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Should I Choose a Carrier Based on Trade lane or Based on Combined Global Volume?

Container cargo ship.jpgThis is part 5 of the Xeneta 11-part FAQ series focusing on key questions related to freight rate benchmarking and procurement. The series provides answers to the most frequently asked questions revolving around the complex world of ocean freight rate benchmarking and procurement. It provides you some tips and tricks to make the process a little less painful.

Part 1: When is the Best Time to Negotiate Ocean Freight Rates?

Part 2: Will I Leave Money on the Table with 12-month Fixed Rates?

Part 3: Should I Agree to Prices “Subject to GRI” or “Subject to Peak Season Surcharge”?

Part 4: How do Alliances Affect my Rates and Service Contract with a Carrier?

 

Choosing the Right Carrier

Whether you are a BCO (Beneficial Cargo Owner) with big volumes of specific cargo on multiple trade lanes or an OTI (Freight Forwarder or NVOCC) with big volumes of FAK (Freight All Kinds) cargo on multiple trade lanes, choosing the right carrier is of paramount importance to the success of your business.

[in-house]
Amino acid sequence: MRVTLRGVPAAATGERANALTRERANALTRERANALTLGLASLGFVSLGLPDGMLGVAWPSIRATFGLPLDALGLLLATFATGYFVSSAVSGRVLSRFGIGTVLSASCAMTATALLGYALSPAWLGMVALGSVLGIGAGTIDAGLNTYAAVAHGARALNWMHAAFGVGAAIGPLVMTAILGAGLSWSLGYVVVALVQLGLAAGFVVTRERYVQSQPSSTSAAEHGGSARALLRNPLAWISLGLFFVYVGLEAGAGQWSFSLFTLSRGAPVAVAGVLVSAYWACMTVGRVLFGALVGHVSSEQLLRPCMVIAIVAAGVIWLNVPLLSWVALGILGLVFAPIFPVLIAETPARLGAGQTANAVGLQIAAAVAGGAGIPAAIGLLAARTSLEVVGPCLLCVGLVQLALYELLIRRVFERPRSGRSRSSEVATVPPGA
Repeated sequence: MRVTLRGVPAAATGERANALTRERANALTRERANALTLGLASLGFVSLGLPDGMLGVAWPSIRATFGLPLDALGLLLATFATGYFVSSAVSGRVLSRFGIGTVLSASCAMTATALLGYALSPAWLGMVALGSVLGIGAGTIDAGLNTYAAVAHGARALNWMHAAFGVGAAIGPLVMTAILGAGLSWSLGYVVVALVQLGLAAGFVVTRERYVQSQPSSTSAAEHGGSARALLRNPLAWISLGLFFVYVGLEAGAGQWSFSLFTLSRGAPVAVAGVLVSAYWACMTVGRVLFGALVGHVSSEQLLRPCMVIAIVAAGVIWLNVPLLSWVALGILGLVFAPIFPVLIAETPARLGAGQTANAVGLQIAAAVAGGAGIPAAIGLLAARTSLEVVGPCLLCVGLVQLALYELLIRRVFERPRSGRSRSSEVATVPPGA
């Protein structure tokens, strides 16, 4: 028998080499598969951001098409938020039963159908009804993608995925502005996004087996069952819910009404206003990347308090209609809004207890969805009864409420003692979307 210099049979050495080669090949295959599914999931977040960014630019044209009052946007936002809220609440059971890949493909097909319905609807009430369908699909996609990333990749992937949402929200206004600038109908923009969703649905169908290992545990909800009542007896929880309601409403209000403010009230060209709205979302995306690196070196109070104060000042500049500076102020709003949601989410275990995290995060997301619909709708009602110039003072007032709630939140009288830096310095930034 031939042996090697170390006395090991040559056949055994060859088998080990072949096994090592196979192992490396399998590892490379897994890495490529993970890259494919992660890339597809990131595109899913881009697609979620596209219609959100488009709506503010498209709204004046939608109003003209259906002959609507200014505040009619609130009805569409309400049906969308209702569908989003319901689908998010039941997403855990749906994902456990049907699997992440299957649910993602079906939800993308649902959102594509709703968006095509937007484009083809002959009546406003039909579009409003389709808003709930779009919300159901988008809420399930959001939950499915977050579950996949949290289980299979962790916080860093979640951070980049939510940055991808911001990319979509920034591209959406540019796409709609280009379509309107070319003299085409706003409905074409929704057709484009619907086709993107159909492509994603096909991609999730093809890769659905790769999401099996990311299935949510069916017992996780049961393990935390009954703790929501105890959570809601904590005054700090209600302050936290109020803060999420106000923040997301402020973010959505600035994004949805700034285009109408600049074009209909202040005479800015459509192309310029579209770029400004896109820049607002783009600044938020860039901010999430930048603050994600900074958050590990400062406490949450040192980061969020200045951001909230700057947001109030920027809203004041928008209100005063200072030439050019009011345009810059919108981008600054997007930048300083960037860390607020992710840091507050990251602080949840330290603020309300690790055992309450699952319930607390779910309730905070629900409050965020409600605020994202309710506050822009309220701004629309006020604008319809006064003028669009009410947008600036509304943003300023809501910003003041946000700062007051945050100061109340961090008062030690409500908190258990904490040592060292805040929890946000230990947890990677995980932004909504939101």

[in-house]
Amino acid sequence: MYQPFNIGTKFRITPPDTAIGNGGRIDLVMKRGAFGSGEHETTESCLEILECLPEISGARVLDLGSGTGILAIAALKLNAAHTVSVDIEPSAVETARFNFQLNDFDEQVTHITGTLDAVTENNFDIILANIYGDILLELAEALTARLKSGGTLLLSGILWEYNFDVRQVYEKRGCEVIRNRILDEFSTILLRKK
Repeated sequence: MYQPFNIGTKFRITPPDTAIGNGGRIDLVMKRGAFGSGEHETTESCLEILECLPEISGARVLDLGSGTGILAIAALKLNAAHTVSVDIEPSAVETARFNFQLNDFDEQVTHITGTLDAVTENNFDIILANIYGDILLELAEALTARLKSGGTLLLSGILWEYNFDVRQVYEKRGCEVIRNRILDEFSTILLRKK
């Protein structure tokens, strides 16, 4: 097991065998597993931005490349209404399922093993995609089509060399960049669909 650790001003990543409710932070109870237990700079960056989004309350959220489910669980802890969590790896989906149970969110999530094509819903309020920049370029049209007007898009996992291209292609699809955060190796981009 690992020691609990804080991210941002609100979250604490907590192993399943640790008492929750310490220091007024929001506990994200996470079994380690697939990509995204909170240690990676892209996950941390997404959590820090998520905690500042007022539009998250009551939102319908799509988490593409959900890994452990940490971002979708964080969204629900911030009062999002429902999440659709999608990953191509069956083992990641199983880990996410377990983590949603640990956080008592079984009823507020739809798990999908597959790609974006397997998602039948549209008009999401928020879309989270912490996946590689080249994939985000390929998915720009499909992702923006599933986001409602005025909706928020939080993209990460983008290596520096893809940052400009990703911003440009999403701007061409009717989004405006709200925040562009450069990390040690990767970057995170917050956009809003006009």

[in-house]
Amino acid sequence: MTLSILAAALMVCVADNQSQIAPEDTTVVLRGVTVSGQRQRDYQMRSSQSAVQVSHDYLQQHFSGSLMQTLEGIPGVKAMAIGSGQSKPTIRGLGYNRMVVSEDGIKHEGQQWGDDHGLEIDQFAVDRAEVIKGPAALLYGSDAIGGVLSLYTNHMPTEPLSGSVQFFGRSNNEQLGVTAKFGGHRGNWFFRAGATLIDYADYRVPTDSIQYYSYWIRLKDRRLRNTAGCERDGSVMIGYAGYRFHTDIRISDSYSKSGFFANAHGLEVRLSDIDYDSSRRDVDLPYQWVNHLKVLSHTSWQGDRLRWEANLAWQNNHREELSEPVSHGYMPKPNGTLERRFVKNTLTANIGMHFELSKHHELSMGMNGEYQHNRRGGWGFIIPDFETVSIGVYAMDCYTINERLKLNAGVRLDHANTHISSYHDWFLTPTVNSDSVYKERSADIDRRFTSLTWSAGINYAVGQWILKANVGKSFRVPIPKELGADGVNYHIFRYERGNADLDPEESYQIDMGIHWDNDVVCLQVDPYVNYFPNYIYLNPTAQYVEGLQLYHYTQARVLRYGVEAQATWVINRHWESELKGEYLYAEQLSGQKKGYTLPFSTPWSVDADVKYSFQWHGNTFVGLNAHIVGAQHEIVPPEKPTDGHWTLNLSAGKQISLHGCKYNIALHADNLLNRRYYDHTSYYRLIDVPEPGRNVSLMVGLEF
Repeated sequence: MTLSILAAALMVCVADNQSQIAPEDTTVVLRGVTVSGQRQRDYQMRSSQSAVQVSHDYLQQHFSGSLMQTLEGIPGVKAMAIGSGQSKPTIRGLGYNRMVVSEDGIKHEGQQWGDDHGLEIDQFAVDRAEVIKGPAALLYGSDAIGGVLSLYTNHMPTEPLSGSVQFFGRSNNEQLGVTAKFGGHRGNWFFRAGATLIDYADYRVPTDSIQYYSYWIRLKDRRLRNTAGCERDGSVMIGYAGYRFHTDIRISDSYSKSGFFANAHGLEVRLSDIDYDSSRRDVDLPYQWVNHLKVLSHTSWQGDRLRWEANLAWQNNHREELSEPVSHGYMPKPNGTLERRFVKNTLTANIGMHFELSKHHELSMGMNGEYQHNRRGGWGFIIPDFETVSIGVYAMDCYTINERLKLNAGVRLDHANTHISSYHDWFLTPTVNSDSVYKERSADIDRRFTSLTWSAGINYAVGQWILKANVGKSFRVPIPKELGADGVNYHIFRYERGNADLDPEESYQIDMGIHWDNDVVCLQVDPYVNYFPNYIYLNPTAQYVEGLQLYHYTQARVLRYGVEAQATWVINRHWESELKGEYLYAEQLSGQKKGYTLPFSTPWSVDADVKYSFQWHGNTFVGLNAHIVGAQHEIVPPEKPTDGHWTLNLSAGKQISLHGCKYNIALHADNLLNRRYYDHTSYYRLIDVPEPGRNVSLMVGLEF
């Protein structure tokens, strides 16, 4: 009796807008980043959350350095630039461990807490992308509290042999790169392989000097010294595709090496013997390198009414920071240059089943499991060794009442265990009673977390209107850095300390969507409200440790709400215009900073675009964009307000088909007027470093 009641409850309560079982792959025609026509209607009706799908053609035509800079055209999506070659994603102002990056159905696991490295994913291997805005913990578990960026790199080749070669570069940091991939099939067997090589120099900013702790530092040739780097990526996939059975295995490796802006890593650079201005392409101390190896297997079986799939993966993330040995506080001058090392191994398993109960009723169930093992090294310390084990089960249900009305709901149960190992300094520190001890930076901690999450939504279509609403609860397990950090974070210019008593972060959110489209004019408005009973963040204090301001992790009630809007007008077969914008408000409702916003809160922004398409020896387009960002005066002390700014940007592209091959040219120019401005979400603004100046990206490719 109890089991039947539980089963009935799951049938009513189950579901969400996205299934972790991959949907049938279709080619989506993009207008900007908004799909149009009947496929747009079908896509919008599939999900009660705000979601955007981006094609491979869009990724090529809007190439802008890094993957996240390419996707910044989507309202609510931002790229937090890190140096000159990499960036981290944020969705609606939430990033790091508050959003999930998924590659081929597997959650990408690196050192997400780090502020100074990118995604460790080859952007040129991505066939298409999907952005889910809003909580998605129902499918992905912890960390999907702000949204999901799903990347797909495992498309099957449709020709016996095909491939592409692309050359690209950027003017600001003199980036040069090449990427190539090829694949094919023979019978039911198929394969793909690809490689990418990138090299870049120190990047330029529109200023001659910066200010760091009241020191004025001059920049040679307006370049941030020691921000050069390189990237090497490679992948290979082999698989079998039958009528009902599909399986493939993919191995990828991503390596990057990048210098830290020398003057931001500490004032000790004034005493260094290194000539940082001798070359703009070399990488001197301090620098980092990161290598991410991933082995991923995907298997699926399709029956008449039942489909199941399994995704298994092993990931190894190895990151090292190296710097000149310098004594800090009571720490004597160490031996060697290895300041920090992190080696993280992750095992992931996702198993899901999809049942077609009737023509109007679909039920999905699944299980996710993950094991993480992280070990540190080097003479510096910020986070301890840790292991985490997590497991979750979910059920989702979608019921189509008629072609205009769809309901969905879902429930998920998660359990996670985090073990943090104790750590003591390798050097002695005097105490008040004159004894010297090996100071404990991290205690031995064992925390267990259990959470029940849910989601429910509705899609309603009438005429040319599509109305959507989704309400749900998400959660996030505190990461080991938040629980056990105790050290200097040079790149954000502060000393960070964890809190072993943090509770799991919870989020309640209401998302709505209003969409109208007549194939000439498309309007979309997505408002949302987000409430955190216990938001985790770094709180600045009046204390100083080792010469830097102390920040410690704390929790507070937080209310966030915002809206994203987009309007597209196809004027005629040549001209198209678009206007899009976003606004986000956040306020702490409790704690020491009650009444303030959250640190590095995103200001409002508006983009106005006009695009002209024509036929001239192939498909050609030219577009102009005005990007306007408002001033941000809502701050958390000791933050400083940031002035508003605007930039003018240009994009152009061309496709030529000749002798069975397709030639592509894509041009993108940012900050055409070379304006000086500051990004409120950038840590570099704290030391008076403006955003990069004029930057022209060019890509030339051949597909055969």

In this regard, the question could be whether you should choose a carrier based on trade lane or choose carrier based on global volume?

The answer to this question lies in the trade lane. Although there are several global carriers such as Maersk, MSC, CMA-CGM, etc. These global carriers may not be the best fit for your supply chain, based on your specific business or trade lane.

For example, if you are trading in the Intra-Asia trades, there are many smaller lines, that can provide much better service and rates compared to the global carriers. These lines that specialize in specific trade lanes, often have better connectivity, transit times, and schedule reliability.

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The Advantage of Combining Global Volumes

The advantage however of combining your global volumes and choosing a global carrier is that if there are any adjustments to be made in the total global volume vs. local trades, it is possible. This may not be possible with a local/regional carrier.

The trade-off however maybe that by combining all your volumes and giving it to a global carrier, you may be putting all your eggs in one basket, and if there is a dispute with that carrier, then you may have a problem getting out of that contract.

The suggested option would therefore be to spread the volumes across a few global carriers, and in certain, specific trade lanes, where you need a more tailored solution, use local/regional carriers.

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